Though there is no simple solution to poverty in this country, education is a start. And with the average cost of tuition at a public four year college at $6,585 (up 6.4 percent from last year) every little bit counts. Of course college will still be out of reach for many potential students. Others will find they cannot raise enough funds to finish their eduction. But even finishing just a year or two is an accomplishment.

Central City should be proud to have residents who not only want to see their neighbors succeed in life, but who actually take the time to make it happen.

–By Jennifer E. Cooper

Are you homeless?

Day 11–July 14 (Everett, PA-Bedford, PA 10.3 miles)

It should be a simple question: Do you consider yourself to be homeless? But it is a question that I find I cannot easily answer. I have a post office box. I have an apartment in Virginia that is being subleased. I have the means to provide a roof over my head. But I do know where my head will rest at the end of the day. So when a reporter from the Bedford Gazette asked me today if I consider myself to be homeless I decided my answer was yes.

The morning began with me brushing my teeth and changing into clean clothes in the bathroom of a Sheetz gas station in Everett, Pa. The bathroom was clean and I had showered the day before, so it should not have been a major issue. Instead, I was angry. My trip may be by choice–and with it comes the occasional lack of a shower–but for lots of people resorting to public restrooms for hygiene is not a choice. And I found myself very angry–angry that while many in Everett were in their homes getting ready for the day, I, and the millions in this country who struggle with homelessness and poverty, did what we could to get by. Standing in the bathroom putting on deodorant I felt like an outsider, ignored by those in this country with economic means.

– By Jennifer E. Cooper

Humidity, sunscreen and air pollution

Day 10–July 13 (Breezewood, PA-Everett, PA, 8.2 miles)

Route 30 as it heads east from Breezewood is no place to be walking. Large trucks whiz by; the shoulder of the road is miniscule; and in the heat of the sun it is miserable. Slathered in sunscreen and breathing in car exhaust I couldn’t help but think of the long-term damage this was surely doing to my body.

Environmental Working Group tested 1,723 sunscreens for a special report earlier this year and found that three out of five offer inadequate protection from the sun or actually contain toxic ingredients. As someone with fair skin I do not want to be put in the position of having to decide between putting harmful chemicals on my body or putting myself at risk of skin cancer–or possibly both.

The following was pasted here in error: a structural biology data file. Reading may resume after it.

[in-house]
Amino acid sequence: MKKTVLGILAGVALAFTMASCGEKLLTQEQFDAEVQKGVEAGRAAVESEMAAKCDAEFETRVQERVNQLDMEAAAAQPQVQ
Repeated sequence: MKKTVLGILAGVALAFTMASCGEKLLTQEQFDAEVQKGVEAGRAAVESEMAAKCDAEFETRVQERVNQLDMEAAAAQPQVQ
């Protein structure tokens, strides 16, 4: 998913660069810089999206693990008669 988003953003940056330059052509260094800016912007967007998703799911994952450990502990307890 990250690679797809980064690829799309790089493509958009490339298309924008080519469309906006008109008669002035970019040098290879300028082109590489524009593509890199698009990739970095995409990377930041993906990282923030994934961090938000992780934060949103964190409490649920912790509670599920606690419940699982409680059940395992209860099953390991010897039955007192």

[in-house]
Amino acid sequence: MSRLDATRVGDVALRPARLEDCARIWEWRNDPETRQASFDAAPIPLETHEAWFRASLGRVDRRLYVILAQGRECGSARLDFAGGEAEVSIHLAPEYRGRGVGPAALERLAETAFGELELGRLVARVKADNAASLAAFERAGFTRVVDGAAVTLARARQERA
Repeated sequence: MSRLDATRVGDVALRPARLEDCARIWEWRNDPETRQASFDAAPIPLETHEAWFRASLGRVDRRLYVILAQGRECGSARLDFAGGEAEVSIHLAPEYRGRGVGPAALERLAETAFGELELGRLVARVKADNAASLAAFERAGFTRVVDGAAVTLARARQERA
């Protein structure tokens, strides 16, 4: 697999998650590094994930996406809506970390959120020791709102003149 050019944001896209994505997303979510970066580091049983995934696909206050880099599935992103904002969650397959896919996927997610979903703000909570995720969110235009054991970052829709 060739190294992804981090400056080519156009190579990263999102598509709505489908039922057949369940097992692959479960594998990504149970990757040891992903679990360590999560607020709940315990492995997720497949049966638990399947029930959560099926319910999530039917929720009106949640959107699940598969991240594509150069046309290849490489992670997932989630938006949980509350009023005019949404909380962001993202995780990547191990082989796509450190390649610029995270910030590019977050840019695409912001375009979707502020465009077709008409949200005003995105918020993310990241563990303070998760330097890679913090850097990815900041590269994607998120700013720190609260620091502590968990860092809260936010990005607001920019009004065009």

And the air I am breathing is not much better. In a new study by environmental health researchers from UCLA, USC and the California Air Resources Board, it was found that air pollutants traveled farther and lingered longer than previously believed. This is not good for myself and others who find themselves breathing the air alongside highways.

– By Jennifer E. Cooper

Water, sweet water

Day 9–July 12 (McConnellsburg, PA-Breezewood, PA, 18 miles)

I would not have thought it was possible to be worried about water while still walking on the east coast. The day started with three water bottles, plenty to last the day. But it was hot outside, and I drank most of one water bottle before I sat down sometime late in the afternoon to take a short break from the punishing sun. Then, in a greedy act to drink faster than the built-in straw would allow, I unscrewed the top. Suddenly I spilled an entire bottle of water.

I still managed to push ahead and climb Sideling Hill, elevation 2,195 feet. But I was uncomfortable not having surplus water. What if I really needed it? What if there was nowhere to get a refill? The park at the summit of Sideling Hill had water but it was non-potable and the drinking fountain was dry.  I didn’t like to even think about the possibility of running out of water. Of course this is a luxury few in the world can afford. Some one billion people worldwide lack access to clean water according to the United Nations. In the United States, data collected by the National Drought Mitigation Center shows one third of the country in drought. And a report in the Encyclopedia of Earth, The Myth of Universal Access to Water and Sanitation in the US, suggests that despite the perception of 100 percent access to clean water and sanitation in the United States, thousands of families are without working toilets or clean water or face service shut-offs as a result of nonpayment.

While working as a reporter in central New York I was told about the many families living with no indoor plumbing–those who had a straight pipe directly into the Susquehanna River, which in turn flows into the Chesapeake Bay. The most recently published American Housing Survey in 2005 estimates that approximately 2 percent of all housing units lack some indoor plumbing. In a nation as wealthy as the United States no one should be without access to clean water and indoor plumbing.

– By Jennifer E. Cooper